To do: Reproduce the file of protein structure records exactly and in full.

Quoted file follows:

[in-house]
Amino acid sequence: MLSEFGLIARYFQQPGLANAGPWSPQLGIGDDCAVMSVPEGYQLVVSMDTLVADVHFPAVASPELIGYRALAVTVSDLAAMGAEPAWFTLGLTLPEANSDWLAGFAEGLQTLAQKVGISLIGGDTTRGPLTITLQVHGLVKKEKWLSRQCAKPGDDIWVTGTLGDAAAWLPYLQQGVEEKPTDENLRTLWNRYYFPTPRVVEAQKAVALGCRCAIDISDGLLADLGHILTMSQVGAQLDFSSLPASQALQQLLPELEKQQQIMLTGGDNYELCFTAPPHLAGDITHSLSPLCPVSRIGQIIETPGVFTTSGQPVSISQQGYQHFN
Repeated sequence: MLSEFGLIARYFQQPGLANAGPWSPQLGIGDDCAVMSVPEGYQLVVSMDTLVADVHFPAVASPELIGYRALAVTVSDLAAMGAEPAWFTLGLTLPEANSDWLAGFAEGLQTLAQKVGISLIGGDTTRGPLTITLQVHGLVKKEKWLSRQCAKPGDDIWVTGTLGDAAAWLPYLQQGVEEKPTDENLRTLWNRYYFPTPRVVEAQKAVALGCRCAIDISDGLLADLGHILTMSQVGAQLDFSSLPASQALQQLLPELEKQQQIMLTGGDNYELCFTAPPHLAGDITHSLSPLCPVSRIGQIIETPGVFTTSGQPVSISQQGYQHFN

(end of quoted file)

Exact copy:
[in-house]
Amino acid sequence: MLSEFGLIARYFQQPGLANAGPWSPQLGIGDDCAVMSVPEGYQLVVSMDTLVADVHFPAVASPELIGYRALAVTVSDLAAMGAEPAWFTLGLTLPEANSDWLAGFAEGLQTLAQKVGISLIGGDTTRGPLTITLQVHGLVKKEKWLSRQCAKPGDDIWVTGTLGDAAAWLPYLQQGVEEKPTDENLRTLWNRYYFPTPRVVEAQKAVALGCRCAIDISDGLLADLGHILTMSQVGAQLDFSSLPASQALQQLLPELEKQQQIMLTGGDNYELCFTAPPHLAGDITHSLSPLCPVSRIGQIIETPGVFTTSGQPVSISQQGYQHFN
Repeated sequence: MLSEFGLIARYFQQPGLANAGPWSPQLGIGDDCAVMSVPEGYQLVVSMDTLVADVHFPAVASPELIGYRALAVTVSDLAAMGAEPAWFTLGLTLPEANSDWLAGFAEGLQTLAQKVGISLIGGDTTRGPLTITLQVHGLVKKEKWLSRQCAKPGDDIWVTGTLGDAAAWLPYLQQGVEEKPTDENLRTLWNRYYFPTPRVVEAQKAVALGCRCAIDISDGLLADLGHILTMSQVGAQLDFSSLPASQALQQLLPELEKQQQIMLTGGDNYELCFTAPPHLAGDITHSLSPLCPVSRIGQIIETPGVFTTSGQPVSISQQGYQHFN